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Comments n Critics

The Roadies contestant and the Balochistan connection

He must have known what to expect. The auditioning panel always dishes out unhealthy dose of humiliation. So he smiles, seemingly unflappable.
It’s been so long since I saw television that I’m stunned at the sight of a young man being insulted on national television. I’m squirming on behalf of this aspiring Roadies contestant, angry at the ‘judges’ who are calling him stupid to his face.
But the next minute, the young man loses my sympathy when he says that he agrees with the ‘Ayodhya verdict’, though he doesn’t know what the verdict is. He doesn’t know what the Ayodhya issue is. He thinks Ayodhya is where a ‘war’ happened and confuses it with the big one in Kurukshetra (which features in the Mahabharata). This strapping young man also doesn’t know who the president of India is, but assumes she is male.

By the time the video clip ends, the interview panel is falling about laughing. They are calling him ‘cute’. How else do we deal with the fact that young, school-educated, urban Indians don’t know a thing about themselves or the forces that are shaping their nation? They’re so ignorant, they’re like children.
And what does the unfortunate Roadies aspirant have to say for himself? “I don’t watch the news much.” Yeah, why find out about politics or history when you can watch Roadies on TV, or even better — be on TV!
I wouldn’t have cared about his refusal to read newspapers, or choosing to spend his life in the gym. But the thing is, he has a vote. Sooner or later, he will look around and notice that things aren’t okay. He will be angry and will want to fix things. But he will not know about Ayodhya. And because he doesn’t read the news, he will not know how, despite a high-profile investigation being underway, official documents that could have told us about the Gujarat government’s handling of the riots might have been destroyed. And so, he will not use his vote wisely.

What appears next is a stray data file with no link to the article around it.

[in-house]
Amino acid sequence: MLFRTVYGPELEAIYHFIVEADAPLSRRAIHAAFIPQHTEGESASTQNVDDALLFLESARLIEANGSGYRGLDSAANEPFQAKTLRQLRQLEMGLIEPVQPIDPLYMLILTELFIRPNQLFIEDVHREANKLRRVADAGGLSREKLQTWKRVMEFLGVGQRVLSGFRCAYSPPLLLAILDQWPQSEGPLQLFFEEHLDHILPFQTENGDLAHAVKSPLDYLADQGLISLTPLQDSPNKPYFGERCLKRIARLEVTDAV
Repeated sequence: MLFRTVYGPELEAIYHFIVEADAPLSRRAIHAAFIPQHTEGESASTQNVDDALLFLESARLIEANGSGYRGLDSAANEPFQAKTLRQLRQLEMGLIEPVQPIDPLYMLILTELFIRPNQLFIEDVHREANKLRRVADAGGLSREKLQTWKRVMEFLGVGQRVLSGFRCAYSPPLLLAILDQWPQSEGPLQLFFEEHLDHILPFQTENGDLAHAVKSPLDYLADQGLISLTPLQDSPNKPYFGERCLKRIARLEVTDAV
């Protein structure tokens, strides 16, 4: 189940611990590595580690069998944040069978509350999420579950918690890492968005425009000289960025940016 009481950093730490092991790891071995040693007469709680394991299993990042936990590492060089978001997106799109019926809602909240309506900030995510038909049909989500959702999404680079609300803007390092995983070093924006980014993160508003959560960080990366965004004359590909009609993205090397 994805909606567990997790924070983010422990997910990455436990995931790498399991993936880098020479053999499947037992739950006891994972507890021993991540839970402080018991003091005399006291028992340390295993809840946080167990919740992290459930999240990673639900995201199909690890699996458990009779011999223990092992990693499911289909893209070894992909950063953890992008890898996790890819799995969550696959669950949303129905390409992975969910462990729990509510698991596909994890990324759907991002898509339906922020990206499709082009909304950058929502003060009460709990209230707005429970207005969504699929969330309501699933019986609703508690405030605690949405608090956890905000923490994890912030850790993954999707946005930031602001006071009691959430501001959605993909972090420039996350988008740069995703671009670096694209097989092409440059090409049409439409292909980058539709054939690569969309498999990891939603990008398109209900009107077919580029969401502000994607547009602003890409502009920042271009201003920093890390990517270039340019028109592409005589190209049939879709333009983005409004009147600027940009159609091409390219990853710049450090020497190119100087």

There was another video doing the rounds on Facebook a few months ago. A BBC (Urdu) reporter goes about Lahore, in Pakistan, asking people what they knew about Balochistan. Most people didn’t know anything, not even the names of Baloch towns. But they say, ‘It’s part of our country’. Others excuse themselves saying, ‘I’m not interested in politics’.
Sounds familiar, doesn’t it? We know there’s trouble in Manipur and Kashmir. But not much about the people there. Try talking to people in Mumbai or Delhi about why things are so bad in Kashmir, and you inevitably hear: “It’s an integral part of India!”
But we don’t want to know why there are questions about this integrity of India. Why get into the details, eh? We are not interested in politics. And we don’t like to read newspapers. We watch Roadies; we go the gym. And if things get bad, heck, for the sake of our nation/religion, we will use our muscles.
Watching the Roadies audition reminded me of some young men, volunteers for the Bajrang Dal in Mumbai, who wanted a Ram Mandir in Ayodhya. So I asked if they had read the Ramayana.
They hadn’t, and didn’t want to. They just wanted to take a train to Ayodhya and do whatever their leaders demanded. I also asked them if they had Muslim neighbours, friends, colleagues? The answer was: no.
A few months after this interview, Gujarat 2002 happened. I always wondered how young people become part of hate pogroms. Now I think I know. It comes from not knowing, not wanting to know.